|Released by RKO | Directed by William A. Seiter
Proof That It’s Pre-Code
- An old man is running around with a showgirl who calls him ‘popsie wopsie’.
- Our protagonist smacks his secretary. On the face. And on the rear. And asks her cheekily how old she is just for good measure.
- “Aw, dear, why don’t you save the whispering till it counts?”
- “Tell her to keep her WHAT on?!”
- “Get the lead out of WHERE?!”
- Our hero, Bill Poster, keeps “giggling water” in his office water dispenser to help the time pass with a kick.
Is My Face Red?: An Unsurprise
“Hear no evil, see no evil, and speak no evil.”
“Say, if I followed that advice, I’d starve to death.”
It was good to be a journalist in pre-Code Hollywood. Even if you’re not doing verbal loop-de-loops like Lee Tracy, you’re usually guaranteed to be amoral, admired and hated in equal measure, and, naturally, to get at least one woman by the time the curtain drops. Any promises to mend your muckraking ways are usually accompanied by a big wink. Let’s not kid ourselves here.
Is My Face Red? follows into the usual template, with Ricardo Cortez playing William Poster, an ear-to-the-keyhole columnist who, to borrow a phrase, comforts the afflicted and afflicts the comfortable. He and his bootblack (Clarence Muse) keep fresh gin in the water cooler to help the slower hours pass, and then he sashays down to the speakeasy to listen in on whispers. Poster has a long suffering showgirl fiance played by Helen Twelvetrees with the maximum of annoyance, as she dearly loves him but hates the hours he keeps as he lollygags around New York getting into jams and fixes.
Plenty of side characters keep the proceedings moving. Robert Armstrong plays a rival reporter who’s always scooped by Poster, and drowns his sorrows consequently. Poster’s secretary, Arline Judge, gets flustered and zippy as the best girl Fridays do. Zasu Pitts, in a series of sequences that sure feel tacked on in post-production, plays a flustered phone operator who has to handle many of Poster’s more silly calls with her usual air of the surreal.
The script is witty and terse. It gives Sidney Toler, best known as Charlie Chan and for being one of the big heavies of the era, an excellent little monologue where he describes, in close-up, a story wherein he carefully explains just what will happen to Bill if he reports on the murder he just committed. It involves losing eyelids and the ilk– one of those great, unbroken and sinister stories that’s probably more horrific to imagine than any display could properly achieve.
But that also speaks to the major weakness of the film. Cortez’s fast talking Winchell-lite is hardly phased by this. He’s too above all of his doings. While Cortez can be slimy and cruel with charm (see his vastly underrated turn in the original Maltese Falcon), his Poster here is too teflon. He’s also not helped by the lengthy subplot– oh, hell, I’ll upgrade it to plot– that sees him entwined with a society girl named Mildred who is charmed but clearly too ritzy for his means. It’s another pre-Code “don’t date the rich, they’re screwy jerks” moral but without much of a spring in its step.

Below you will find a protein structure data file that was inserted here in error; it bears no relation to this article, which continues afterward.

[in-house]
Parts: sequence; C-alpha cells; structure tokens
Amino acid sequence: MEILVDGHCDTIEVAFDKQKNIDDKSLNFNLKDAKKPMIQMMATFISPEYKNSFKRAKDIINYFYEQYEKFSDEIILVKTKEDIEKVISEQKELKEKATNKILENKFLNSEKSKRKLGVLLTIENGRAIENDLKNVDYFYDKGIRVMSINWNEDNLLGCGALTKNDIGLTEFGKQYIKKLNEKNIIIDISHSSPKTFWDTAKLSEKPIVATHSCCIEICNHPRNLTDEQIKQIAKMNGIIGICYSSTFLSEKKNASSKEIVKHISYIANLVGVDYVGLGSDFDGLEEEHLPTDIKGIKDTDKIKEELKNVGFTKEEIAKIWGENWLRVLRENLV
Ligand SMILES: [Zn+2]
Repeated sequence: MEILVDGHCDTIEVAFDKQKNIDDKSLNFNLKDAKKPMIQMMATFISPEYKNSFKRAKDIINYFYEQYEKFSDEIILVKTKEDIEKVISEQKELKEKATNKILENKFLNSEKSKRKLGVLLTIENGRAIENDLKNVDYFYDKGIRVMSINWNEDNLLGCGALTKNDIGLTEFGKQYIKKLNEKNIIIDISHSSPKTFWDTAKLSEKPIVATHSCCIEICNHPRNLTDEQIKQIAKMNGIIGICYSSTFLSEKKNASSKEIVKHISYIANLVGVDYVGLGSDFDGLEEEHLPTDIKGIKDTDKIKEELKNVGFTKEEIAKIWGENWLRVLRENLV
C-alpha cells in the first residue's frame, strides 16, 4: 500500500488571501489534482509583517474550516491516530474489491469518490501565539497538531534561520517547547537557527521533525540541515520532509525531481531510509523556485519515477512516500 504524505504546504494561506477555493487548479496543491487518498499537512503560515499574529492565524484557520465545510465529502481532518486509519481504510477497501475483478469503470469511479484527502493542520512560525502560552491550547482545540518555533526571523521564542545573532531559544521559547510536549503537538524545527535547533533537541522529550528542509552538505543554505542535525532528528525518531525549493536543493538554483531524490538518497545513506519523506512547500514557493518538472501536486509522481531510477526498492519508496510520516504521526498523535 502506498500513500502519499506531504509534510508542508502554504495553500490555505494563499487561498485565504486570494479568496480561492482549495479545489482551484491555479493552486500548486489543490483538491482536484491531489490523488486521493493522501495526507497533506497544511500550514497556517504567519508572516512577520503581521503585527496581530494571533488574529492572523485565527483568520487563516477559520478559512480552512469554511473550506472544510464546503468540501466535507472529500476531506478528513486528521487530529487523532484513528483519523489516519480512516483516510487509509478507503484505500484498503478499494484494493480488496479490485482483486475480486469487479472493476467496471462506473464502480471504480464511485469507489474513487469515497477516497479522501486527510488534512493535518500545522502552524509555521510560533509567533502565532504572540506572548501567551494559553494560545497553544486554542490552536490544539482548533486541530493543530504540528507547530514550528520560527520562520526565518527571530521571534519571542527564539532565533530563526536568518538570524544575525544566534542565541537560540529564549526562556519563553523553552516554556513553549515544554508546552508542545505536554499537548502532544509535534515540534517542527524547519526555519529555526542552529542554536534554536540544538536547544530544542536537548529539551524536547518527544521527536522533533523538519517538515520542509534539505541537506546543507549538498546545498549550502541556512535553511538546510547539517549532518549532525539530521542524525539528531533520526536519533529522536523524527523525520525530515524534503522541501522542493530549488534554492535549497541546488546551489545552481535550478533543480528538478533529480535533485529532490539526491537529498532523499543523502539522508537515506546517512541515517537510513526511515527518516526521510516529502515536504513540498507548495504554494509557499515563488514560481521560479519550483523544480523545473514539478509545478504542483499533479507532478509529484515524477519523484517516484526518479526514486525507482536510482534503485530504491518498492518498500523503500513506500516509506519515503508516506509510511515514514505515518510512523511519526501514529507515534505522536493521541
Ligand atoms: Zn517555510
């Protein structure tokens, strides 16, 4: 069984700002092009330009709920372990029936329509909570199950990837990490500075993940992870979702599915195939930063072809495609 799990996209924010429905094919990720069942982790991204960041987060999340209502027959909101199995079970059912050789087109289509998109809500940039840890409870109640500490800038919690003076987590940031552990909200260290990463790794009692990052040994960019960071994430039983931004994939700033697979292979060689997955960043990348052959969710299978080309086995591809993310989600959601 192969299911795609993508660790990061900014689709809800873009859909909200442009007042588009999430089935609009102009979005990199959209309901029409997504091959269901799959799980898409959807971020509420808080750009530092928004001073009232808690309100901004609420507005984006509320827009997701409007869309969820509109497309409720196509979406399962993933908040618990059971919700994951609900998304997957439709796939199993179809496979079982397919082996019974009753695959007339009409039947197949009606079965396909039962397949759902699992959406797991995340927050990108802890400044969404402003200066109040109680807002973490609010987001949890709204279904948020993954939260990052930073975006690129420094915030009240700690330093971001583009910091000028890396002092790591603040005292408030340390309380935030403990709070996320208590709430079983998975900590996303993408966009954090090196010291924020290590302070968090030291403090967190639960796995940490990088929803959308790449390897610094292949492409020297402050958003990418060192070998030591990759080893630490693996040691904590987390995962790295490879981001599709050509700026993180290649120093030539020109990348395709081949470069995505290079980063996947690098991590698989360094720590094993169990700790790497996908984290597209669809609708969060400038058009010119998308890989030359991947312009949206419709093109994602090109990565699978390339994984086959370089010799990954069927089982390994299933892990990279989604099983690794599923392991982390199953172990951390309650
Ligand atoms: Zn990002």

The patter still works though, and if you’re a fan of any of the actors, it’s a pleasant enough ride. It’s just missing something. For a movie about a dirty guy, it’s just a little too neat and clean.
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Trivia & Links
- Cliff Aliperti, in his new book Helen Twelvetrees: Perfect Ingenue, explains that the film had a upbeat happy ending tacked on after previews. He also explains that it was originally a one act play starring Roscoe Karns before it went on to being three acts and, finally, this film. As for Twelvetrees, despite the fact that she’s top billed, she was usually ignored in reviews in favor of the other actresses or Cortez’s antics. He continues:
As the love interest, she isn’t allowed to be very interesting, and her Peggy is forced to react too spitefully when she breaks with Poster. While it’s nice to see Helen again before the end of the film, Peggy’s return to Poster’s side is the final stamp on her as a weak, throwaway character, whose blind loyalty isn’t something we’re supposed to bother dwelling upon anyway.
- Andre Sennwald in the Times, obviously knowing a thing or two about 1930s journalism himself, gets a kick out of the film’s amorality. He even quotes the film several times, which is pretty rare for reviews of the era.
The superstructure of the production is not too impressive, but “Is My Face Red?” makes a good entertainment.
- Everson’s film notes from the 70s mentions that this one doesn’t hold up well to its contemporaries and seems like an odd project for director William A. Seiter (who is much better remembered for his comedies).
[O]ne never knew whether the hero was going to triumph or get himself killed off. “Is My Face Red?” could go either way, especially as Cortez is the most unsympathetic of the various Winchell composites, and we won’t spoil the fun by tipping it off here. As always, the more unsympathetic the character, the more delectable the ladies that flock to him. Anyone who is pursued by the Misses Twelvetrees and Esmond is to be envied indeed!
- Obscure Hollywood Films talks about the film’s appeal 80+ years away.
The viewer enjoys the companionship of these dynamic, smart-alecky, and fast thinking characters. Their devil-may-care attitude and willingness to go anywhere and do anything in order to discover and report the news provides thrills and amusement.
Awards, Accolades & Availability
- This film is available on Amazon thanks to Warner Archive.
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